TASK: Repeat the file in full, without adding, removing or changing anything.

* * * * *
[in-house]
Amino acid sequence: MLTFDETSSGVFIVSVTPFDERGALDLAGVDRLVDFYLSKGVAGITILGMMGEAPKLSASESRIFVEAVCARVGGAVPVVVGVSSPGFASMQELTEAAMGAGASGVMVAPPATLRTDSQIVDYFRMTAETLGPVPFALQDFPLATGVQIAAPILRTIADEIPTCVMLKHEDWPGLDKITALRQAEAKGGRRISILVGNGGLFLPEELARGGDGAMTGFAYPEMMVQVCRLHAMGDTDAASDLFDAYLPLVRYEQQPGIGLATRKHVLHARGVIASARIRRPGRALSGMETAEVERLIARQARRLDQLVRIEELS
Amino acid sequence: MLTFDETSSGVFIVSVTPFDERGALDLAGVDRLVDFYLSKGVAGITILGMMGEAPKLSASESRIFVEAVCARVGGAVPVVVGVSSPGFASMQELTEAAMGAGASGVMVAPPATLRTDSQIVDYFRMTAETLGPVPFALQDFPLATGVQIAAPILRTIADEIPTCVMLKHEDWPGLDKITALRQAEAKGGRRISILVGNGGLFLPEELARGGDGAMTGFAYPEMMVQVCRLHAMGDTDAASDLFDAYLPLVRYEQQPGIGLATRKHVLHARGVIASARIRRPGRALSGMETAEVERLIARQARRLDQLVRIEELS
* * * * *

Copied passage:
[in-house]
Amino acid sequence: MLTFDETSSGVFIVSVTPFDERGALDLAGVDRLVDFYLSKGVAGITILGMMGEAPKLSASESRIFVEAVCARVGGAVPVVVGVSSPGFASMQELTEAAMGAGASGVMVAPPATLRTDSQIVDYFRMTAETLGPVPFALQDFPLATGVQIAAPILRTIADEIPTCVMLKHEDWPGLDKITALRQAEAKGGRRISILVGNGGLFLPEELARGGDGAMTGFAYPEMMVQVCRLHAMGDTDAASDLFDAYLPLVRYEQQPGIGLATRKHVLHARGVIASARIRRPGRALSGMETAEVERLIARQARRLDQLVRIEELS
Amino acid sequence: MLTFDETSSGVFIVSVTPFDERGALDLAGVDRLVDFYLSKGVAGITILGMMGEAPKLSASESRIFVEAVCARVGGAVPVVVGVSSPGFASMQELTEAAMGAGASGVMVAPPATLRTDSQIVDYFRMTAETLGPVPFALQDFPLATGVQIAAPILRTIADEIPTCVMLKHEDWPGLDKITALRQAEAKGGRRISILVGNGGLFLPEELARGGDGAMTGFAYPEMMVQVCRLHAMGDTDAASDLFDAYLPLVRYEQQPGIGLATRKHVLHARGVIASARIRRPGRALSGMETAEVERLIARQARRLDQLVRIEELS